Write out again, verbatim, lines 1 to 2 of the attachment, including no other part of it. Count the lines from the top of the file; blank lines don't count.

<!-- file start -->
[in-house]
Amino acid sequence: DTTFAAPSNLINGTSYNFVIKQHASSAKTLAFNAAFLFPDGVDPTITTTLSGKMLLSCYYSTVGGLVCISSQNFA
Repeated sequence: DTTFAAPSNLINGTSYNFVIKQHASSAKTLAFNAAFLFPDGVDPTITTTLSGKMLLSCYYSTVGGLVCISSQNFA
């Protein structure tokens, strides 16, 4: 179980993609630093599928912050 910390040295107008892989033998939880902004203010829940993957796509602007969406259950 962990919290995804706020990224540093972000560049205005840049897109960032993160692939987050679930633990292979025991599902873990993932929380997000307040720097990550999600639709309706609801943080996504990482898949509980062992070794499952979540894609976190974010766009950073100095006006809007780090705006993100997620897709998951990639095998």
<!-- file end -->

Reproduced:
[in-house]
Amino acid sequence: DTTFAAPSNLINGTSYNFVIKQHASSAKTLAFNAAFLFPDGVDPTITTTLSGKMLLSCYYSTVGGLVCISSQNFA